My last post, about how sushi and sake are great together, inspired some interesting conversations with Japanese people.
One Japanese chef asked me, bewildered, why I would ever suggest that sushi might not go with sake. I had to explain, in Japanese, that some Americans have written that because they're both made from rice, it seems like a conflict. That just led to more bewilderment. Did they think one serving of rice is too much? Do they think there's a rice shortage? I tried to explain that they see themselves as culinary perfectionists.
"But sushi and sake are perfect together," he said. "Do they dislike rice?" I couldn't answer that.
The more interesting conversation I had was with a former waiter from a Japanese restaurant, who had a pretty good theory. Americans order much more nigori sake than Japanese. Nigori, in many ways, is the white Zinfandel of sake. It's a great entry point, it's a little sweet, and it's easy for beginners to enjoy. It's also not the greatest drink for pairing with some kinds of food. Because of its sweetness and milky texture, nigori sake is good with food with a little spiciness (also like white Zin). But it isn't a great match with the delicate flavors of most sushi (spicy tuna rolls are another story.)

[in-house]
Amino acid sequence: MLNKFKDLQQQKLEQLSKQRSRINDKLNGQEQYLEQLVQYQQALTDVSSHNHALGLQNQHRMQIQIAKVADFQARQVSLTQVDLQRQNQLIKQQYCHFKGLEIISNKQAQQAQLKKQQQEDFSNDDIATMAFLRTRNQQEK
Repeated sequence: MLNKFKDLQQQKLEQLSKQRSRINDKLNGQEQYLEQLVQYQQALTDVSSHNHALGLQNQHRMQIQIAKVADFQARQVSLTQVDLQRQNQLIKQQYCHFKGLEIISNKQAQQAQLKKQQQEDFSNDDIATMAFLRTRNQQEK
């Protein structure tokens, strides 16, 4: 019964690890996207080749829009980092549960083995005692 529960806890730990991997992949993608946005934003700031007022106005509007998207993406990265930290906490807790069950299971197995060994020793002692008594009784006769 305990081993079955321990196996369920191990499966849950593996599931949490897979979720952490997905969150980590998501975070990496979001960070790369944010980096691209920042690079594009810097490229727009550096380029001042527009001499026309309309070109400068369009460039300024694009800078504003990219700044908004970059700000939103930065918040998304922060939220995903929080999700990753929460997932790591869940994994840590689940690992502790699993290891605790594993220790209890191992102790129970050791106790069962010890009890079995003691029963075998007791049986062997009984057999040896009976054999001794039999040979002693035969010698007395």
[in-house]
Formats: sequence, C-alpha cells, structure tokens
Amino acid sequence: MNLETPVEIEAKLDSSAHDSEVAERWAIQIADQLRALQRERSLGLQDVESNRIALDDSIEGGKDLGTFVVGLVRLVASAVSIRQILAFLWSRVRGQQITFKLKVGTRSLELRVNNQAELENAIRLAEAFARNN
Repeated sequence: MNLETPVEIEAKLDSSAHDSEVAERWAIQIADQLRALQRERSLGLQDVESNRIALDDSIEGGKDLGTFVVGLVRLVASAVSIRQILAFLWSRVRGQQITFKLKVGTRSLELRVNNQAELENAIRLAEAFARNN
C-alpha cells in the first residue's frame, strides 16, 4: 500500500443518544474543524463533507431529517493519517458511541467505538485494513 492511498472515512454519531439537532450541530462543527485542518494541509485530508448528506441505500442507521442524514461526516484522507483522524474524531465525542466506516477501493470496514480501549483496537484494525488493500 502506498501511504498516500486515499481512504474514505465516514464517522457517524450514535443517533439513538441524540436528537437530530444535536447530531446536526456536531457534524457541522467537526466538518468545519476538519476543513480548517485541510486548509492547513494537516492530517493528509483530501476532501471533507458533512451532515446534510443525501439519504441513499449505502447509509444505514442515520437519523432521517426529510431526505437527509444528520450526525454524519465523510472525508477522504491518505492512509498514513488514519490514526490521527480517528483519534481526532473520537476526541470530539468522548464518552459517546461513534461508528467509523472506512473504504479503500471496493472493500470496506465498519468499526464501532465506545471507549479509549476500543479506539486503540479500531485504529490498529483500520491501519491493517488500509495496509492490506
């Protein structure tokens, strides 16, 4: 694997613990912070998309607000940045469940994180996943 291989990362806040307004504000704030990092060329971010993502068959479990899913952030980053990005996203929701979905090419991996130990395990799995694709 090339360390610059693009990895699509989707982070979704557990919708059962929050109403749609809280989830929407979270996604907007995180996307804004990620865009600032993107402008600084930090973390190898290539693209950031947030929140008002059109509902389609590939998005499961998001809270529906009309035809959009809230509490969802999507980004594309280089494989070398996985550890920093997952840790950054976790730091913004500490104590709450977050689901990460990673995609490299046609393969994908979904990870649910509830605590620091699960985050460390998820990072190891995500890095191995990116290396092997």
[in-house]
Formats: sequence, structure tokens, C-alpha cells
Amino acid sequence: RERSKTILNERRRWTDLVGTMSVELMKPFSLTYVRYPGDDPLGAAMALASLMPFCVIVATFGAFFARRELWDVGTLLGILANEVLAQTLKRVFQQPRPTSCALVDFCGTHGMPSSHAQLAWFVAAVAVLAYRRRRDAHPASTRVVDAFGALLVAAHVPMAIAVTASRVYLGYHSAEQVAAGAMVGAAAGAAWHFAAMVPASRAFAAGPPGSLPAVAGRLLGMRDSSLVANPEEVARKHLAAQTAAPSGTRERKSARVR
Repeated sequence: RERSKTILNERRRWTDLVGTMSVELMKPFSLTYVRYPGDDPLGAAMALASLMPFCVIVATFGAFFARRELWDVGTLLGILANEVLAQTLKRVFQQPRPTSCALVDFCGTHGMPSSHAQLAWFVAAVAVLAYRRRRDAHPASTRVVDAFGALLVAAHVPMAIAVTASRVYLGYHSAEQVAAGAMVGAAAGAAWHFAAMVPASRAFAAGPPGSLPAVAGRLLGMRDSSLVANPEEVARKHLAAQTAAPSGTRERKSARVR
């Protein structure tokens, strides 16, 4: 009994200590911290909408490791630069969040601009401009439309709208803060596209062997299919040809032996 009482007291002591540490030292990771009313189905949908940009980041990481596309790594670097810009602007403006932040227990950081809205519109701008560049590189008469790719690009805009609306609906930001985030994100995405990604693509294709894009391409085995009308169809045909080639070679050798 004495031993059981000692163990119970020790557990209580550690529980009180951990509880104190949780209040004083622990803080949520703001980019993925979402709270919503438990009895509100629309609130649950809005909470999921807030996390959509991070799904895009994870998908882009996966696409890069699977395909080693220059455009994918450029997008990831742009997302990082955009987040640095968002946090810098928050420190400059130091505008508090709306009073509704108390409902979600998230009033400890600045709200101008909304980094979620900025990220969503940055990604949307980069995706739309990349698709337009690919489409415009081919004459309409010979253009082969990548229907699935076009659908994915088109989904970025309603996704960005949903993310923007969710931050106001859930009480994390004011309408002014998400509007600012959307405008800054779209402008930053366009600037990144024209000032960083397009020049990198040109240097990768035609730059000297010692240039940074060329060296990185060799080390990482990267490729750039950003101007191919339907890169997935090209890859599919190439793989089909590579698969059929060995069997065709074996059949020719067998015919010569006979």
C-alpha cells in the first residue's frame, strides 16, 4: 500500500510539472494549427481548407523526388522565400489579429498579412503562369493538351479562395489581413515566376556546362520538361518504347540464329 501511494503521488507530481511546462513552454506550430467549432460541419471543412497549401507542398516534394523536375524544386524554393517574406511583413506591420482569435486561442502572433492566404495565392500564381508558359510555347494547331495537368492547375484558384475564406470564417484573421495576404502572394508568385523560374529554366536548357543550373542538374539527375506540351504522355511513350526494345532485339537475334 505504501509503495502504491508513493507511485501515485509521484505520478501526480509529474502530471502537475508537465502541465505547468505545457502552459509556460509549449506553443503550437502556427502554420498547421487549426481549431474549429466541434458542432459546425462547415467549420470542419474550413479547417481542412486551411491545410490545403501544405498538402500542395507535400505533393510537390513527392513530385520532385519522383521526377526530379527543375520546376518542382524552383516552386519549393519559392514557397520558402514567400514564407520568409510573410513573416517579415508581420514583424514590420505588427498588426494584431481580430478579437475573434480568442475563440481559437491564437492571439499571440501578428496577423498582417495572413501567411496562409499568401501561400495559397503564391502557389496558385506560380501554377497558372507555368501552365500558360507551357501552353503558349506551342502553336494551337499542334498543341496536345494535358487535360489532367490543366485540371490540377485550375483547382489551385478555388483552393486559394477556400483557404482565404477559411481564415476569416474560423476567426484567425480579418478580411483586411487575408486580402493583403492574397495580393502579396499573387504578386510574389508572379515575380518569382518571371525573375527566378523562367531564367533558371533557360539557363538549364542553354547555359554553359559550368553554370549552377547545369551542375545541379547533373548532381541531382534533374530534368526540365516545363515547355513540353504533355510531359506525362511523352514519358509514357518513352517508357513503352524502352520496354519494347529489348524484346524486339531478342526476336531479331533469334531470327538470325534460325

This makes some intuitive sense. So let me modify: Most sake is great with sushi. If you want to be a perfectionist about it, you might seek out a drier, leaner sake. Japanese people drink a lot more honjozo sake than Americans, and honjozos, with a leaner profile, tend to be good with raw fish.
That said, daiginjos can be floral and are rarely very dry, yet they're often served in the finest sushi bars, perhaps because they're considered the most refined sakes. I personally like junmai ginjos best with sushi, because non-ginjo junmais are often a little heavy, and I like having something with more expansive flavor than a honjozo.
Tell you what: Experiment with different sakes, beers, wines (try Pinot Gris) and sushi, and see what you think works best.
I'm still stunned at the idea that any American foodies could proclaim that sushi and sake, which Japanese have been drinking together for centuries, is somehow not a great combo for philosophical reasons. The nigori theory sheds some light on it.
But my own philosophy is so different. I don't believe in telling people, "Don't drink that with that." Would I drink Cabernet Sauvignon with chicken vindaloo? No way. But you go ahead. I might suggest something different with the vindaloo: beer, cider or, hey, nigori sake.
Beyond that, I can't imagine going to Alsace and telling people their wines don't go with choucroute, or telling Italians not to have limoncello as a digestif. Nor would I tell Georgians that their barbecue doesn't go with Coca-Cola. Who am I to pronounce judgment on someone else's culinary culture?